You can convert your own audio files into 3D STL models in ten easy steps:
1. Download Processing
2. Download the ModelBuilder library
for Processing. I used version 0007a03.
3. Unzip the Modelbuilder library .zip and copy the folder inside called "modelbuilder". Unzip the processing .zip and go to Processing>modes>java>libraries and paste the "modelbuilder" folder in the "libraries" folder.
4. Download Python 2.5.4
5. Download Audacity
6. Download the code from GitHub
(you can download the files as a zip by clicking on the cloud button). Open the folder called Processing3DPrintedRecord.
7. Open an audio file of your choice with Audacity. Use Effect>Amplify to amplify the signal as much as you can without noticeable effects of clipping (you will be able to get away with some clipping, and remember this is not crystal clear audio anyway). Make sure there is 2 sec of blank audio at the end of the track so that nothing gets clipped. Keep the audio under 6 min. File>Export this file and save it in the "Processing3DPrintedRecord" folder as a wav file.
8. Open the Python file called "wavtotxt". Copy the file name of the file you just saved in the line: fileName = "your_file_name_here.wav"
Hit Run>RunModule, after a minute or two you will have a .txt file saved in the Processing3DPrintedRecord folder.
9. Open the Processing Sketch. In File>Preferences check the box that says "increase the maximum available memory to" and write in the amount of available ram on your computer. I've found that my laptop with 4GB RAM can handle audio files up to 1.5 min long. For longer files you will need to use a computer with 12-16GB of RAM. If Processing starts and then gets stuck or crashes, it is a RAM issue and you will need to move to a machine with more RAM.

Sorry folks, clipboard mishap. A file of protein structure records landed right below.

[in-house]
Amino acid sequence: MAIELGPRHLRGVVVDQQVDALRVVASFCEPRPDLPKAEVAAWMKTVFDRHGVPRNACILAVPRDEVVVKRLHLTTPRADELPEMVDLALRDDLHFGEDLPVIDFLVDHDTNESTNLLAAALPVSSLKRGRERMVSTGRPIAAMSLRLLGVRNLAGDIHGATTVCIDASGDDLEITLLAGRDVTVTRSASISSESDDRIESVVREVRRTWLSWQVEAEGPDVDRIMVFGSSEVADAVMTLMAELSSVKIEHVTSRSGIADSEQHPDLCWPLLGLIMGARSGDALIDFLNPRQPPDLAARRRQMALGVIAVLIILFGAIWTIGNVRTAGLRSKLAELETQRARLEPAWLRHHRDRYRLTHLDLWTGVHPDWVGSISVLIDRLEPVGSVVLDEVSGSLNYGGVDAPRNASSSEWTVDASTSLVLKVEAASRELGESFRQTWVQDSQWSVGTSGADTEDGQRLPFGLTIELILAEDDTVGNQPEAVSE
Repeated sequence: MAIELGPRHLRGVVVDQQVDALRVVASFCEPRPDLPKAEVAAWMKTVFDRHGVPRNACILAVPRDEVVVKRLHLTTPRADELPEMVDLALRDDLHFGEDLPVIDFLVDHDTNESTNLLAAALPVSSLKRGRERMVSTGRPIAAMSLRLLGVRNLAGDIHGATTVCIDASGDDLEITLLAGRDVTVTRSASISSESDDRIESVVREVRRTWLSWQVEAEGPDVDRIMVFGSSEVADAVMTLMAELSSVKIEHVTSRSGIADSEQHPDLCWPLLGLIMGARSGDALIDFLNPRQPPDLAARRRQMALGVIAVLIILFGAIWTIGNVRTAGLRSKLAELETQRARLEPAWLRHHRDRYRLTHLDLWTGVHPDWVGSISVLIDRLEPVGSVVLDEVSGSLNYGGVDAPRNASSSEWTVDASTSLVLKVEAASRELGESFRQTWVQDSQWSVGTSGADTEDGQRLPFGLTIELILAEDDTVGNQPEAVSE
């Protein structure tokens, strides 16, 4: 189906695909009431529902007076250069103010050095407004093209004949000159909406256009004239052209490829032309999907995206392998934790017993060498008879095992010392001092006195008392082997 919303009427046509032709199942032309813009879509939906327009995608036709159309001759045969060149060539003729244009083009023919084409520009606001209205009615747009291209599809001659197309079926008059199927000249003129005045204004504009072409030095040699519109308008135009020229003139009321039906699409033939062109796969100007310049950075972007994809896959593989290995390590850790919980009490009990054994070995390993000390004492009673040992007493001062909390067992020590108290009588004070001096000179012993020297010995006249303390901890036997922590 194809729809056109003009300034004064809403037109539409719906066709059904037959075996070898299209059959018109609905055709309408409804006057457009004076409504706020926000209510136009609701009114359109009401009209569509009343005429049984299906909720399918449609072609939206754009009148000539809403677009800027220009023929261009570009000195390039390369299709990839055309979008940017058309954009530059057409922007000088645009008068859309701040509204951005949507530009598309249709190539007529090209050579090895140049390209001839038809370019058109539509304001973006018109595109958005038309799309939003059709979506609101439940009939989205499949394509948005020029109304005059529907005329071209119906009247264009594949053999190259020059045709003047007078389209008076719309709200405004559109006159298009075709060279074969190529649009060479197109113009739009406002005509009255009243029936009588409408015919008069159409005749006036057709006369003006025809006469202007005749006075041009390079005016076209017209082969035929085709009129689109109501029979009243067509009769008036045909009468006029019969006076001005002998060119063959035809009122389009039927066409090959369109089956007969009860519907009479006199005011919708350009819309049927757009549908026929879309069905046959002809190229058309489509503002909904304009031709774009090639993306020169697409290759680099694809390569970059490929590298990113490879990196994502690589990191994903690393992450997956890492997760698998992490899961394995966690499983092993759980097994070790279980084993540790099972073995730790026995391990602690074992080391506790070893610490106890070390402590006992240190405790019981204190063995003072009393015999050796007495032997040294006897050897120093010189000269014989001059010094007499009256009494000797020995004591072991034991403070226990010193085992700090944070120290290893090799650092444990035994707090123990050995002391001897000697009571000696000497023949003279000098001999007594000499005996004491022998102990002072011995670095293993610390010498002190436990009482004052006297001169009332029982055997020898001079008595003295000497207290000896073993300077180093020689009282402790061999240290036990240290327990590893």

10. Change the name of the import file in the Processing sketch to your txt file name: String filename = "your_file_name_here.txt";
Close all other programs running on your computer and run the Processing sketch Sketch>Run. After a few seconds you will see "record drawn, starting grooves" appear at the bottom of the Processing window. After some more time you will get updates on the status of the sketch: "3 of 85 grooves drawn". Eventually Processing will tell you that it is writing your STL file and when it is done it will say "Closing 'name_of_your_file.stl' and tell you haw many faces are in the file. You can find the finished file in the Processing3DPrintedRecord folder.
Once you've made them, post them! I've been posting mine on the 123D gallery
and the Pirate Bay
. Enjoy, and let me know if you have questions or need help getting this to work. I've tested this process in both Windows (64 bit) and Mac OS, though I'd imagine it will work for Linux as well.